The appropriate analysis must therefore focus upon whether the revelation of client information to someone other than the lawyer amounts to the impermissible disclosure of a privileged communication or a secret or information relating to the relationship. That inquiry is here particularized in terms of whether certain information that identifies the disabled and indigent persons receiving legal services from a legal services project may be disclosed to funding sources without violating the attorney-client privilege as defined by both statute and the Court's ethics strictures governing professional conduct.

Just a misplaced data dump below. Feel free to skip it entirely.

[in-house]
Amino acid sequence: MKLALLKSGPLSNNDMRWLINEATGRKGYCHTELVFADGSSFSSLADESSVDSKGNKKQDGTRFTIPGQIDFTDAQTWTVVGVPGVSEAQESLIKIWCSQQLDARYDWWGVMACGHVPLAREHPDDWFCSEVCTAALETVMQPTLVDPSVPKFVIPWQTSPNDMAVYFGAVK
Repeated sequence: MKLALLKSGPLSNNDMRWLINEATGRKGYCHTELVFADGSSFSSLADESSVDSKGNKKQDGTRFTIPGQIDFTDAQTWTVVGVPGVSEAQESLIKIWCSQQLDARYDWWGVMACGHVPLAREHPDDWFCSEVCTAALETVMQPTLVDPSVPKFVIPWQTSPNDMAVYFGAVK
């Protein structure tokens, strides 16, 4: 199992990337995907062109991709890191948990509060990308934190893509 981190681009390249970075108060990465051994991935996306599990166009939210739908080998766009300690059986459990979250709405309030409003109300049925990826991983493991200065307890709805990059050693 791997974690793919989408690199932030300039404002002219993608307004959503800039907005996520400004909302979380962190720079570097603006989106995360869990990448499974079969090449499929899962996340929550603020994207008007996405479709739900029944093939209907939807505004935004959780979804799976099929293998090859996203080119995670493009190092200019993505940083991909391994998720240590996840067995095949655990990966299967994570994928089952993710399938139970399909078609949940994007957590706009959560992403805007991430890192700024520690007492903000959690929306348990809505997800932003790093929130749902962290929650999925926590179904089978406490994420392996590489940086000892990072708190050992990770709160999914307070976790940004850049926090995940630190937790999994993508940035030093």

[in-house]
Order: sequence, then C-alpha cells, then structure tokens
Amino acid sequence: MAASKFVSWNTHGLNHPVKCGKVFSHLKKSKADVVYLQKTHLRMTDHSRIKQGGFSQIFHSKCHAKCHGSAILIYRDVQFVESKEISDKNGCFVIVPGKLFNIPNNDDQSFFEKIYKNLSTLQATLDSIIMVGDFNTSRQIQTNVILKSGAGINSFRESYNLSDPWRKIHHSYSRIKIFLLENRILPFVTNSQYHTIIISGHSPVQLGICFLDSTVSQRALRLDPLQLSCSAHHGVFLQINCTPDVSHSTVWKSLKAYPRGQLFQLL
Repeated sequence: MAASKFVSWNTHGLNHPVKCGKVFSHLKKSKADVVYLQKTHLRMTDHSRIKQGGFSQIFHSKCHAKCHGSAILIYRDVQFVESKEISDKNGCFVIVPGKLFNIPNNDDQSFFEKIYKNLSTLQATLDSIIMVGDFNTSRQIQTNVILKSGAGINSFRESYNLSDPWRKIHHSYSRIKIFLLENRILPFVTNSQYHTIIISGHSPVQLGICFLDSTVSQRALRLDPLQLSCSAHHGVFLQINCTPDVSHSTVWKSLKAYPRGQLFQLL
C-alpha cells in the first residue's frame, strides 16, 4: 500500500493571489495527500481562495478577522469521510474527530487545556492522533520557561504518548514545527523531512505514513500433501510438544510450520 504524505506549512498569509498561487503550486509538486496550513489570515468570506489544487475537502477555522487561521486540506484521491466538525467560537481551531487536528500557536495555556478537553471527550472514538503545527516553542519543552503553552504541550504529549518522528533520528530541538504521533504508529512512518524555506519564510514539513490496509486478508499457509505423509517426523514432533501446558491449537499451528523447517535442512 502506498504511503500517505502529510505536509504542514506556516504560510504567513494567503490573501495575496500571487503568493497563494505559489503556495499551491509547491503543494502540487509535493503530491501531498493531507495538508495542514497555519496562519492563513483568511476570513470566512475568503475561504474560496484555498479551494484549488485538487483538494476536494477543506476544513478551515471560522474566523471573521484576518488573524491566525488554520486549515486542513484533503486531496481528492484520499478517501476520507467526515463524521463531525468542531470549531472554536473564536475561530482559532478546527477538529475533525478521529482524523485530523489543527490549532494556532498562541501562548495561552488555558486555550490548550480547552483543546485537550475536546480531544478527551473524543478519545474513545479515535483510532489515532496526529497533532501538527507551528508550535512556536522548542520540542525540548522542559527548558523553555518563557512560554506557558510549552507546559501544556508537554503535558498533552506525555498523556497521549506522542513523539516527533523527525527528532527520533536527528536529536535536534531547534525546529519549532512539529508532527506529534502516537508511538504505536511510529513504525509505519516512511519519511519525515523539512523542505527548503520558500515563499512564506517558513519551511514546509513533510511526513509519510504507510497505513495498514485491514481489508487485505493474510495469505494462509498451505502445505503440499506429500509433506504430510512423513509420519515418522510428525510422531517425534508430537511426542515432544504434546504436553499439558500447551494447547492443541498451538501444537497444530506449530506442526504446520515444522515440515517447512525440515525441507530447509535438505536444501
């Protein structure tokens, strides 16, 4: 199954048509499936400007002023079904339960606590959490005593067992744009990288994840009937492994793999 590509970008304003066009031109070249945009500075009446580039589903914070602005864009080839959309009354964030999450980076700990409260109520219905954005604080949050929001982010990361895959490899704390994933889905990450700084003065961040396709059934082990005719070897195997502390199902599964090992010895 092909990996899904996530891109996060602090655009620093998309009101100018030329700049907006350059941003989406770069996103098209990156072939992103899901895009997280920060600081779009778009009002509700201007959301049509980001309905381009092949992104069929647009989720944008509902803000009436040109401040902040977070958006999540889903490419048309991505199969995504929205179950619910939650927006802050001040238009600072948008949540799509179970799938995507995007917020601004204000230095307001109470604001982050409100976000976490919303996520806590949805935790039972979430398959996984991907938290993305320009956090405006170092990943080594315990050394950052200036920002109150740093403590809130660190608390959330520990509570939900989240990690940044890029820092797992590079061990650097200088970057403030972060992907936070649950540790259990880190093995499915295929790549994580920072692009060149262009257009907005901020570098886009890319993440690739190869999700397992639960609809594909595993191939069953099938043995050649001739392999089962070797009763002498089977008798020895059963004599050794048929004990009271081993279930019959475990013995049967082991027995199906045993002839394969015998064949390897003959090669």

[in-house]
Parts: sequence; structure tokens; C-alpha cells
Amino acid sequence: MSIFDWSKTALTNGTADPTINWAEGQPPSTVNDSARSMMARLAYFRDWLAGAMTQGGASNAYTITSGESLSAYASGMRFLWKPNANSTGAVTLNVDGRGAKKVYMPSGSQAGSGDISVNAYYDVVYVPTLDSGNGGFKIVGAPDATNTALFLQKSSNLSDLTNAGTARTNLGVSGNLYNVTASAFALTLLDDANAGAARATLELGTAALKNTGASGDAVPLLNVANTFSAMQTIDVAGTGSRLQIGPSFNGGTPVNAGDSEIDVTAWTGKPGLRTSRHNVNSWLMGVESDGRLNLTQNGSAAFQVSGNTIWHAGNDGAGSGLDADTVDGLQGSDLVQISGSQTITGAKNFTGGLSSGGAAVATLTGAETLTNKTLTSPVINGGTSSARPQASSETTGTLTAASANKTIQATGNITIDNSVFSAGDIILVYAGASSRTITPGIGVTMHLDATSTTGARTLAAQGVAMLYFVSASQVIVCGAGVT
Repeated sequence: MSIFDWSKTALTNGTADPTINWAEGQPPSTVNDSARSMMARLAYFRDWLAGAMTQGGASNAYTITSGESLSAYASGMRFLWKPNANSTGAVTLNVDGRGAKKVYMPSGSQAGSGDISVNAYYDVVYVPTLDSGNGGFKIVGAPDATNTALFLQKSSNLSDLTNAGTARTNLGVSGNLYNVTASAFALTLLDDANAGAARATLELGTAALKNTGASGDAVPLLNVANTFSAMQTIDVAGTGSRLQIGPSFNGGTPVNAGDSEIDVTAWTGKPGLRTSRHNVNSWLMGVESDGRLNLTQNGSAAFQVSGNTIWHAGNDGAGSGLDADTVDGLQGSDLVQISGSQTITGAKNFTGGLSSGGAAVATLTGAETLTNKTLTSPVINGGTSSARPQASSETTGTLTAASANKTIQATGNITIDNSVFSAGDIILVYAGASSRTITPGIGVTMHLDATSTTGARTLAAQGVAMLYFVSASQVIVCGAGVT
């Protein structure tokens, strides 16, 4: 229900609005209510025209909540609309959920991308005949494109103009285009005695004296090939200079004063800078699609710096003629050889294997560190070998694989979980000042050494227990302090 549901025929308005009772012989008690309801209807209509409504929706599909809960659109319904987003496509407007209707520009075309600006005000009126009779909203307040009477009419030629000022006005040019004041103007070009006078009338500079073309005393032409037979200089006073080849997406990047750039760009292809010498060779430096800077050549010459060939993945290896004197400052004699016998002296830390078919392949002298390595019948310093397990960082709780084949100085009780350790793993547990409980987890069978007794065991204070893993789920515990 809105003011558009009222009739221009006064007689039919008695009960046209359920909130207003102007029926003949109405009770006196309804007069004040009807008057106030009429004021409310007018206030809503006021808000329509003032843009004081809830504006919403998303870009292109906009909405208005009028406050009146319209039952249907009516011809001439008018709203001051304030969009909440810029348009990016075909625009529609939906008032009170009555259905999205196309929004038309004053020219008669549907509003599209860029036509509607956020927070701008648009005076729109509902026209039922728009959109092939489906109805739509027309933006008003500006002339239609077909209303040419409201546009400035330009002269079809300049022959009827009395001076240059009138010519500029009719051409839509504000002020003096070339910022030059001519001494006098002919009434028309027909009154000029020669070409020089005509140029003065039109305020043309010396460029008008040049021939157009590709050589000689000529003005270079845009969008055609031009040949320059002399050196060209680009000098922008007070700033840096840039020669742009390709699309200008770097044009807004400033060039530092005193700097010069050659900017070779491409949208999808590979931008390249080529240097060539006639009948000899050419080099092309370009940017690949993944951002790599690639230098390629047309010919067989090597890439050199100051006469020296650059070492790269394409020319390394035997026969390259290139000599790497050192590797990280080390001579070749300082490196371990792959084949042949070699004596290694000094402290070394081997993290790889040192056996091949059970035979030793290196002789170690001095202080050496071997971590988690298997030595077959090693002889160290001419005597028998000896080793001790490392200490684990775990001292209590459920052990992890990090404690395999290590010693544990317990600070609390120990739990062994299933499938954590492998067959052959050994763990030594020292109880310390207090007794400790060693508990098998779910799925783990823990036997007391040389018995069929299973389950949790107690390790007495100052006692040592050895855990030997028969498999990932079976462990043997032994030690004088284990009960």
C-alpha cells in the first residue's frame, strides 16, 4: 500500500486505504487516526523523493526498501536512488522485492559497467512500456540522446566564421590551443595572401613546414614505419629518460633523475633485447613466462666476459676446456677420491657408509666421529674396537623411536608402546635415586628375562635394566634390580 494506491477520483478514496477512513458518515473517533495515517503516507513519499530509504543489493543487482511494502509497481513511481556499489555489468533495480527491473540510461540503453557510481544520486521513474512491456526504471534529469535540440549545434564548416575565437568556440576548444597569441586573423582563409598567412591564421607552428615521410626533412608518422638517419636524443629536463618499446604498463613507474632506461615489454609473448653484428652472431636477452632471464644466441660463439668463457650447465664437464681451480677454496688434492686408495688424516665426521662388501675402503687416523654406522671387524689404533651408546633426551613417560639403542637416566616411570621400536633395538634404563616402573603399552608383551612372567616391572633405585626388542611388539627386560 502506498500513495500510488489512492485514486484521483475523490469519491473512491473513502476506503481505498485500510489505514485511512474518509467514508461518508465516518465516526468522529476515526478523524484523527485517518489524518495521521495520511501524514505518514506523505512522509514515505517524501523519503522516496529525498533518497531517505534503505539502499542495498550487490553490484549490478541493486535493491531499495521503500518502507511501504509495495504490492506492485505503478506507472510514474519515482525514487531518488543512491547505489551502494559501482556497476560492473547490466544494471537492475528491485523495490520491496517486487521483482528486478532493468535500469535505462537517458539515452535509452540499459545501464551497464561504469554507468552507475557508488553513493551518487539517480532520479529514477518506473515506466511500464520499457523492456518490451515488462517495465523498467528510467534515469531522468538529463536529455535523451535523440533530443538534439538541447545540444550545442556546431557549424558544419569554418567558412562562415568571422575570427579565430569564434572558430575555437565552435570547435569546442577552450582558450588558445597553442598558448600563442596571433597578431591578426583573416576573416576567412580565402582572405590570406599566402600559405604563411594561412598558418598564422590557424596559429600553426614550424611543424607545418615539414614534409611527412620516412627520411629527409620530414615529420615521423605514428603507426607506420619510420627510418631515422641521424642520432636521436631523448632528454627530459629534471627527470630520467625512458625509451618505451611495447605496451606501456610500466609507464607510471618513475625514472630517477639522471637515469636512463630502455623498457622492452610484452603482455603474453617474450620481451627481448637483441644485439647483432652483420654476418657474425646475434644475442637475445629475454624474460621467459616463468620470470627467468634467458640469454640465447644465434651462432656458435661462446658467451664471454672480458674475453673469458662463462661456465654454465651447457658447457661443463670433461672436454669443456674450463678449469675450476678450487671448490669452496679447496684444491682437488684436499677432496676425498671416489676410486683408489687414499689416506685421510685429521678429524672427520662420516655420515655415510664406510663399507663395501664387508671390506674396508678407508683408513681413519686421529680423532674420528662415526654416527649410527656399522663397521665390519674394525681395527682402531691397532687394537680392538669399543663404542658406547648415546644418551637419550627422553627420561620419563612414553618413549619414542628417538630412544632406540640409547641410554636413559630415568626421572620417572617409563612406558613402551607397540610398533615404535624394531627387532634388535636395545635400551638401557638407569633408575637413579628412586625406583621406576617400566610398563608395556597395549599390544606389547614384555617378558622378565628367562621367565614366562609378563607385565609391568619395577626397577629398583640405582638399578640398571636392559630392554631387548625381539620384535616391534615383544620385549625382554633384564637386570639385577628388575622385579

Arguably "information gained in the course of an attorney-client relationship," as provided under the former Disciplinary Rule 4-101(A), might not include information that consists of only the identity of the client. The thrust of this definitional standard appears to be directed to information in the nature of communications. While a client's identity per se might not be necessarily considered a privileged communication as such, see In re Kozlov, 79 N.J. 232, 246 (1979) (concurring opinion), in

[103 NJ Page 408]

some instances disclosure of identity may indirectly reveal other information about the client. Hence, depending upon the nature of such additional or collateral information that is revealed by the disclosure of a client's identity, the need for confidentiality could appropriately cloak even identity. In this case, for example, disclosure of the identity of clients of the Law Project would be tantamount to the revelation of the mental and financial status of the individuals, as well as the fact that he or she has a legal problem that required the services of an attorney.